Tuesday, 17 September 2013

A taste of summer in the Maths classroom

Ode to autumn
Do you long for the summer now we are back at school? As I write it is an overcast day in the UK, the trees are shedding their leaves and we have already had to turn on the central heating. Not exactly as Keats stated

‘Season of mists and mellow fruitfulness

Close bosom friend of the mature sun’

in his Ode to Autumn. You can bring a flavour of the summer to your life and classroom by playing ‘Fruit Salad’.


I really enjoy game playing and different activities in the classroom, it makes such a difference to the pupil’s enjoyment and learning, and brightens up your day as well, rather than what can sometimes seem like an endless diet of worksheets. I once read about a mathematical activity which was a game based upon transformations. This was a board game; unfortunately this game involved you making the boards. The preparing over thirty cards for each player! In a class of 30 children this means you have to make and manage 900 cards. I do not have to tell any experienced teacher the absolute nightmare of handing out and collecting these pieces of equipment. Fortunately ‘Fruit Salad' requires no equipment at all.

The game

This game has many variations; the only limit is your imagination. Let’s assume you are teaching a class that has just learnt about multiples, sit the pupils in a circle and give the numbers from say one to ten. (No you don’t have to prepare anything just tell them.) When you say, for example, the number 3 everyone who is a multiple of 3 has to change places. The number 4, everyone who is a multiple of 4 has to change places. There is great excitement and laughter when playing this game, not a bad thing in a maths lesson. Why is it called ‘Fruit Salad’? When you say the words fruit salad everyone has to change places, chaos but enjoyment for one and all.

You my think that this can only be played with younger ones, but I have used it with older kids with great success. After teaching gradient, intercept and the general form y = mx + c I tried ‘Fruit Salad’ with a class just on a whim. Having said no preparation is required for this I just grabbed a pad of post it notes and wrote a linear equation on each such as y = 2x + 1 etc. I handed them out, explained the rules and said anyone with a gradient of 2 change places, anyone with an intercept of 1 change places and so on and so forth. Then on of the class suggested they place the post its on their forehead so that everyone but them could see the equations, they would have to remember it and if they moved incorrectly they would know. This was hilarious, a lesson to remember.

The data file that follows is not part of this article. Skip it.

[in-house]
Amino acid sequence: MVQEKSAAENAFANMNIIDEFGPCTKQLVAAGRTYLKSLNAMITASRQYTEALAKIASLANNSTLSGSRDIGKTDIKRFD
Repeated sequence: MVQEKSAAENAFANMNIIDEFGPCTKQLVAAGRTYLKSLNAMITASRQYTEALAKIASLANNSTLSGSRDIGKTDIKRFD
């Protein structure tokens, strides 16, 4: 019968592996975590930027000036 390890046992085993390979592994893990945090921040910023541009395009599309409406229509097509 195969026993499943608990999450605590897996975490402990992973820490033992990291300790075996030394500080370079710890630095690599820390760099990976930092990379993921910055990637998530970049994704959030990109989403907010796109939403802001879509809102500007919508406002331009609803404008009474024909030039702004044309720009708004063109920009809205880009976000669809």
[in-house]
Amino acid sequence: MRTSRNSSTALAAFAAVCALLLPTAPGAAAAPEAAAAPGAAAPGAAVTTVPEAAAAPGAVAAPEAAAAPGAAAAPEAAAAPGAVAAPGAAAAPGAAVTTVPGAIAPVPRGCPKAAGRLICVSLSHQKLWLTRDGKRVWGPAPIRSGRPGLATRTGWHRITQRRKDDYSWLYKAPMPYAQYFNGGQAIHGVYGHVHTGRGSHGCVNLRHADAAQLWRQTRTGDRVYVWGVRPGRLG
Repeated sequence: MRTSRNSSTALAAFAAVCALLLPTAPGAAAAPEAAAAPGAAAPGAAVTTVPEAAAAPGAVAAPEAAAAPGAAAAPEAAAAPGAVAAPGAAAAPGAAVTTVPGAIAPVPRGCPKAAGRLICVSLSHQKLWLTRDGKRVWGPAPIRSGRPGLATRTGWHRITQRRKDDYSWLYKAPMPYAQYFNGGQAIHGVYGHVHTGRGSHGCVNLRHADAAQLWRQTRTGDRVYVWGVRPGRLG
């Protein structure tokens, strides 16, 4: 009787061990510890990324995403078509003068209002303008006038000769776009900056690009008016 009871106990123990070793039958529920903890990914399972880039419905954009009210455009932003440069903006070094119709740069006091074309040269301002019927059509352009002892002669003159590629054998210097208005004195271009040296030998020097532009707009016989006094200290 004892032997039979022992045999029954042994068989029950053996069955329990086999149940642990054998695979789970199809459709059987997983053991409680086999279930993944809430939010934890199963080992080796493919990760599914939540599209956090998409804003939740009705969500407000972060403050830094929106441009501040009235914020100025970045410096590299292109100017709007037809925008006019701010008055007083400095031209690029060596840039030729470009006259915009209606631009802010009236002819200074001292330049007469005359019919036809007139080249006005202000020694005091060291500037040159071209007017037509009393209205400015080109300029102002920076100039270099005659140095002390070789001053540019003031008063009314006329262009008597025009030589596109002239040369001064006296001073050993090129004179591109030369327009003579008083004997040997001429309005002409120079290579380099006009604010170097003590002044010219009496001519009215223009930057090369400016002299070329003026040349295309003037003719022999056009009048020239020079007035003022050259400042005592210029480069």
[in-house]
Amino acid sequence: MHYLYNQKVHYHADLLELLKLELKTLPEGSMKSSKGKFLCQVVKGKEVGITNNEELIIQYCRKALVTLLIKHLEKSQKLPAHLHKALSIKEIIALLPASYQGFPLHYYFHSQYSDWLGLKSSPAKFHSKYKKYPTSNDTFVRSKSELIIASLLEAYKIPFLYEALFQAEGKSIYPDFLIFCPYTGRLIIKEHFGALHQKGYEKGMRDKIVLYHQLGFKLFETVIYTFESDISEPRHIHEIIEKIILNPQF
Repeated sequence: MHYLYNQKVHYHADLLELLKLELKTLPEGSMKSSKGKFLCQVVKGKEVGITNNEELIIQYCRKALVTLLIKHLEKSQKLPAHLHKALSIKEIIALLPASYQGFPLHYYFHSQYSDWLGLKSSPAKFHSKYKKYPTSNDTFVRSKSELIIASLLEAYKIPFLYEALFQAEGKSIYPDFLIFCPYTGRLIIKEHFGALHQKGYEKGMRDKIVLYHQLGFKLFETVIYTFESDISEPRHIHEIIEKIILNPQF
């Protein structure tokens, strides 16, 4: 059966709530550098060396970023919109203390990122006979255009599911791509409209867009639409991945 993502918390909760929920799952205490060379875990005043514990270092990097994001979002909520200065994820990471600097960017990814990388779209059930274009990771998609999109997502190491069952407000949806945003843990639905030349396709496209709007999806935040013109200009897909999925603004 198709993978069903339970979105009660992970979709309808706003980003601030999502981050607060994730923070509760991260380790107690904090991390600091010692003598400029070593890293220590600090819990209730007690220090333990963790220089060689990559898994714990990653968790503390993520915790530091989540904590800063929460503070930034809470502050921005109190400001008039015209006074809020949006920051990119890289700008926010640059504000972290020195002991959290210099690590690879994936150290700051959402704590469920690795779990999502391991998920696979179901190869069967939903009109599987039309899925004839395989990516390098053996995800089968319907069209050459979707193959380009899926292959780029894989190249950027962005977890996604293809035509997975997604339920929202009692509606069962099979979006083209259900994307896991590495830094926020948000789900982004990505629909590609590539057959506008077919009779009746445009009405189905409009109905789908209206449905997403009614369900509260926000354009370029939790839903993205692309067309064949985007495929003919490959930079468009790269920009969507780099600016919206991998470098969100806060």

More activities

If this has wetted your appetite for more activities where the pupils are learning, having fun and out of their seats for a change I strongly recommend a book by Viven Lucas called Mathematical Treasure Hunts . I have used this many times and will provide you with a tremendous resource for use with many classes, even adapting it to your own needs. I would not be without it.

More resources for your classroom click on resources 

For general books on how to move your teaching to outstanding click on general teaching books

Books to feed your mind click mind food